You’re in the middle of watching a late-night movie on Netflix with your spouse, when suddenly your Internet comes to a screeching halt, and the movie pauses and starts buffering for the next 20 minutes. It’s enough to make you stick a needle in your eye.
What causes this craziness? Why is the Internet connection suddenly crawling along? Well, if you have kids with mobile devices, laptops or computers in their bedroom, then you’re probably facing a bit of a bandwidth crisis. The odds are pretty good that your kids are probably streaming YouTube videos or music, leaving very little bandwidth left for your streaming movie. So, what’s a solution to this bandwidth shortage? How do you make sure that your kids are actually up in their room sleeping on a school night, and not staying up all night streaming Internet videos?
Well, there are lots of things you can probably do to those devices to monitor your kids’ cell phones, tablets or their computers. Doing this, you walk that fine line between monitoring your kids, and spying on them – an issue that our own readership here at MakeUseOf is nearly split on as to whether it’s okay to do. So what’s a parent to do?
Well, one solution is to keep your hands off their devices and just manage your home Internet usage right at the source – right on the router itself.
Managing Home Internet Use
Thankfully, there are all kinds of ways that you can use your router to monitor network traffic to and from the Internet, block traffic during certain times or dates, and even give higher priority to the devices on the network that are more important for the family, regardless how many people are trying to consume the bandwidth. Knowing how to monitor traffic and usage on the router level is important, especially with a family that uses a lot of bandwidth.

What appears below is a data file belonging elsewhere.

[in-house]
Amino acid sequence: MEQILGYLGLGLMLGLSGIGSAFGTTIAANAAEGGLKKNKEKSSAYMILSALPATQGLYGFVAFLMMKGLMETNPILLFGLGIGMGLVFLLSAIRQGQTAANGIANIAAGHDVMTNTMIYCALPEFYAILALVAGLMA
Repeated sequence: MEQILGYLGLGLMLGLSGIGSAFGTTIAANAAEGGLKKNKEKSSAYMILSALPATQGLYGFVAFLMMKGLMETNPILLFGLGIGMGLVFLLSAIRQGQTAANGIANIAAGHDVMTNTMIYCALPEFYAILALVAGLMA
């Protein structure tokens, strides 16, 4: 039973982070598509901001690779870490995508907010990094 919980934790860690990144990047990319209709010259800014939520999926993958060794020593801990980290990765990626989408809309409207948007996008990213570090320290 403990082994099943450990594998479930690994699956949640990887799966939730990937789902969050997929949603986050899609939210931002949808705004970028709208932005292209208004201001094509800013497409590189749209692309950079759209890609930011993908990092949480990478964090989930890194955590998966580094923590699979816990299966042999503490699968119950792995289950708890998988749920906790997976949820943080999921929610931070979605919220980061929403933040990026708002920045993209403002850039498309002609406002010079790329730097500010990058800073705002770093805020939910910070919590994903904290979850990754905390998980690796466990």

The first thing that you’ll want to do in the scenario that I’ve described above is to give your living room entertainment system the highest priority for the bandwidth to and from the Internet. This is known as Quality of Service (QoS). Every router you use will have a setting for this. In the case of Linksys, you can usually find it under Applications & Gaming, where you’ll see a menu item for QoS.
Under QoS, you’ll need to enable the Internet Access Priority setting. This is where you can assign connection priority to devices. Typically, medium priority is assigned to devices so that even when a particular device requires a lot of bandwidth, it won’t send other connected devices in that network to a standstill. However, I can tell you from experience that if you have a device like a network Internet streamer that keeps locking up because other people are covertly using your bandwidth – setting the device priority at “High” will resolve that little annoyance. It works quite well, and it’s very satisfying.
Logging Internet Traffic
If you’re curious about what’s using up the bandwidth in your home network, there’s no need to run around and installing surveillance equipment on every device. Most routers offer the ability to log Internet usage – both incoming and outgoing traffic. In a Linksys router, this option is located in the Administration section, where you’ll find a Log menu item.
All you have to do is enable logging. Give it a few hours or so, then go back into your router and click on the “View Log” button. Linksys splits log files into incoming, outgoing, security and DHCP client info. Usually, checking out the Outgoing log will give you some idea what websites your kids are visiting.
Just find the IP address corresponding to their computer in the list, and you can see the Destination URL or IP address on the right. If you see only IP addresses and not web URLs, no worries — just use a Reverse IP tool or website to look up the domain name. This is probably the fastest, easiest way to quickly get a handle on what your kids are doing on the network that’s consuming so much bandwidth. Odds are pretty good you’ll probably see IP addresses that resolve back to YouTube or maybe even torrent destinations. At least it’ll give you some explanation as to what’s going on – much better than being in the dark with your disappearing bandwidth.
Block Internet Use by Schedule